The non-viability of 17 states

A new report by the Economic Confidential to the effect that 17 states out of the 36 states of the federation and the Internally Generated Revenue (IGR) in 2017 were below 10 per cent of their receipts from the Federation Account Allocations (FAA) in the same year underscores the dire need to diversify the nation’s economy from its oil dependency.
The magazine’s Annual States Viability Index (ASVI) revealed that without the monthly Federation Account Allocation Committee (FAAC) disbursement many states remain unviable, and cannot survive without the federally collected revenue, mostly from the oil sector. Oil contribute about 80 per cent of Nigeria’s revenue, but this deplete after oil prices plunged from a high of $114 to about $25 per barrel in mid 2014 The IGR are generated by states through Pay-As-You-Earn Tax (PAYE), Direct Assessment, Road Taxes, and revenues from Ministries, Departments and Agencies (MDAs).
The states with the poorest Internally Generated Revenue of less than 10 per cent in the South are Bayelsa, Ebonyi, Osun, Ekiti, Akwa Ibom and Imo states while in the North we have Gombe, Zamfara, Taraba, Adamawa, Jigawa, Niger, Katsina, Kebbi, Borno, Yobe and Bauchi states From the report, the states with less than 10 per cent IGR have jumped to 17 from 14 states in the previous year 2016. The poor states may not stay afloat outside the Federation Account Allocation due to socio-political crises including insurgency, militancy, armed-banditry and herdsmen attacks. Other states lack foresight in revenue generation drive coupled with armchair governance.
The states that may not survive without the Federation Account due to poor internal revenue generation are Bauchi which realised a meagre N4.3 billion compared to a total of N85 billion it received from the Federation Account Allocation (FAA) in 2017 representing about 5 per cent; Yobe with IGR of N3.59 billion compared to FAA of N67 billion representing 5.33 per cent; Borno N4.9 billion compared to FAA of N92 billion representing 5.41 per cent; Kebbi with IGR of N4.39 billion compared to N76 billion of FAA representing 5.77 per cent and Katsina with IGR of N6 billion compared to N103 billion of FAA representing 5.8 per cent within the period under review.
Other poor internal revenue earners are Niger which generated N6.5 billion compared to FAA of N87 billion representing 7.43 per cent; Jigawa N6.6 billion compared to FAA of N85 billion representing 7.75 per cent; Imo N6.8 billion compared to FAA of N85 billion representing 8.1 per cent and Akwa Ibom N15 billion compared to FAA of N197 billion representing 8.06 per cent, Ekiti N4.9 billion compared to FAA of N59 billion representing 8.38 per cent; Osun N6.4 billion compared to FAA of N76 billion representing 8.45 per cent, Adamawa N6.2 billion compared to FAA of N72.9 billion representing 8.49 per cent; Taraba N5.7 billion compared to FAA of N66 billion representing 8.70 per cent and Ebonyi N5.1 billion compared to FAA of N57.8 billion representing 8 per cent. The report further indicates that the Lagos State IGR which is about N333 billion is higher than that of 30 states. The states with impressive over 30 per cent IGR apart from Lagos are Ogun, Rivers, Edo, Kwara, Enugu and Kano states which generated N607 billion in total, while the remaining states merely generated a total of N327 billion in 2017.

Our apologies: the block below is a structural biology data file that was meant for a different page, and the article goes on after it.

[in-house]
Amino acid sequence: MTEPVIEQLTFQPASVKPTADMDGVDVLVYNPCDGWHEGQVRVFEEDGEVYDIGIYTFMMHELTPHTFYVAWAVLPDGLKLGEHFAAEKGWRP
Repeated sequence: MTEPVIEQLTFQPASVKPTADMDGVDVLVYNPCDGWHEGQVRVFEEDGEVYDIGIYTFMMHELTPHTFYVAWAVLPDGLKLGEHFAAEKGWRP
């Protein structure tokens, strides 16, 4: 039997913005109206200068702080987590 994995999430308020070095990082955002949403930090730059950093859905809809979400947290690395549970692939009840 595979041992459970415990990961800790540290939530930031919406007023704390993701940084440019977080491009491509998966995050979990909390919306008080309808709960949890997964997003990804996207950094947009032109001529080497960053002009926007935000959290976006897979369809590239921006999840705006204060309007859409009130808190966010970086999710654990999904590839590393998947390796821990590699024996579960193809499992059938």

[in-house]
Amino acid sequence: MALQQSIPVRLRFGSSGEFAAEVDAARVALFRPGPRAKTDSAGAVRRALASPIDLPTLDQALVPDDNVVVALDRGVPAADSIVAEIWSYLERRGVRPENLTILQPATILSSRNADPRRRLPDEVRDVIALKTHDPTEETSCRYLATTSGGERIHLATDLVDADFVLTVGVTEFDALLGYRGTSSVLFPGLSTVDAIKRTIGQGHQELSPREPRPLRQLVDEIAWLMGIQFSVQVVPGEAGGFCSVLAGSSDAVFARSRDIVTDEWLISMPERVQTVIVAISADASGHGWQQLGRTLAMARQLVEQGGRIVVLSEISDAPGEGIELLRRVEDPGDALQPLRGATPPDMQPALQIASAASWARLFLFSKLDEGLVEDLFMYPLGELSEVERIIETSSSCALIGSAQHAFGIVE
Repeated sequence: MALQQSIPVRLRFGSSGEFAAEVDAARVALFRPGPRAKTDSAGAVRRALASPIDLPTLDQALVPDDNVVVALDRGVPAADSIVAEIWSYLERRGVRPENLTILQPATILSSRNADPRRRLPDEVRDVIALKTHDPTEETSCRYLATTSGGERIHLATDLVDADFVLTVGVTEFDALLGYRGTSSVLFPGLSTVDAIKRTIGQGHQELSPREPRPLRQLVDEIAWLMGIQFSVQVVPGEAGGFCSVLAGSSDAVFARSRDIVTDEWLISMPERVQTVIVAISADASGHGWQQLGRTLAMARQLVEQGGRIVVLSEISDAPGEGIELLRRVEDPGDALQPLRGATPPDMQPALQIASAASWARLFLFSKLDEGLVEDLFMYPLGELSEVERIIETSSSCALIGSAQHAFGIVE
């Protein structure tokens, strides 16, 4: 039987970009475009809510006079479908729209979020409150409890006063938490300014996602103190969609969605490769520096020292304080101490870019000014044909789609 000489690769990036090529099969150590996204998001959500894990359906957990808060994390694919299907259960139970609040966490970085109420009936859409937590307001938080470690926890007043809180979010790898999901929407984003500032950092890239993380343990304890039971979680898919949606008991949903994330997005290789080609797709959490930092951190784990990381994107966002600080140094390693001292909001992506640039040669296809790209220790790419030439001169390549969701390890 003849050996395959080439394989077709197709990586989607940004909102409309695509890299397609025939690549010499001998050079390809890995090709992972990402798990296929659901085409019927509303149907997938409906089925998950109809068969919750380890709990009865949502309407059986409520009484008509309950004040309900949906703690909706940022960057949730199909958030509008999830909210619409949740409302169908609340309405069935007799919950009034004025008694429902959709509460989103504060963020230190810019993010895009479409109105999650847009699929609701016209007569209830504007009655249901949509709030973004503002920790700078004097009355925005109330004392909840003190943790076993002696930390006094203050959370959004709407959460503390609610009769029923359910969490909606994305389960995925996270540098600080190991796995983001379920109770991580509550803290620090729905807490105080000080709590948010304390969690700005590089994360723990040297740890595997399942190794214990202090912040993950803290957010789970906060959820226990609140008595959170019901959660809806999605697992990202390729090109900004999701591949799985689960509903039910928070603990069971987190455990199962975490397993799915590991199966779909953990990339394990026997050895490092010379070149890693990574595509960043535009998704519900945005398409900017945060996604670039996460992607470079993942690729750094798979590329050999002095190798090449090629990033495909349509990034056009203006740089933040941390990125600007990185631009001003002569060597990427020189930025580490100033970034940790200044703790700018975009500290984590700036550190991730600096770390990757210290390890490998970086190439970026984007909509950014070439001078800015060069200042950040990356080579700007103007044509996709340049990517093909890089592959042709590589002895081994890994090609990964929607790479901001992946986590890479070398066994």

The Economic Confidential ASVI further showed that only three states in the entire Northern region have IGR above 20 per cent. They are Kwara, Kano, and Kaduna states. Meanwhile, ten states in the South recorded over 20 per cent IGR in 2017. They are Lagos, Ogun, Rivers, Edo, Enugu, Delta, Cross River, Anambra, Oyo and Abia states.
Paradoxically, while over half of Nigerian states are virtually reliant on the centre for their sustenance, mainly from oil revenue, every state is richly endowed with abundant human and natural resources on an industrial scale. For instance, Borno, Yobe, Katsina, Niger, Jigawa, among other states in the North, variously have deposits of barites, gypsum, kaolin, limestone, silica sand, columbite, marble, gum Arabic, and quatz. There is also a huge agricultural potential in these states.
Blueprint finds it scandalous and unacceptable that in spite of these natural endowments only Lagos of the 36 states is economically buoyant more to its industrial base than to any developmental blueprint or strategy. We, therefore, advise the state governments, including the federal government, to intensify their drive towards the diversification of their economies. It is now clear that given its volatility at the international market, it will be fool-hardy to rely on crude oil for economic sustenance.


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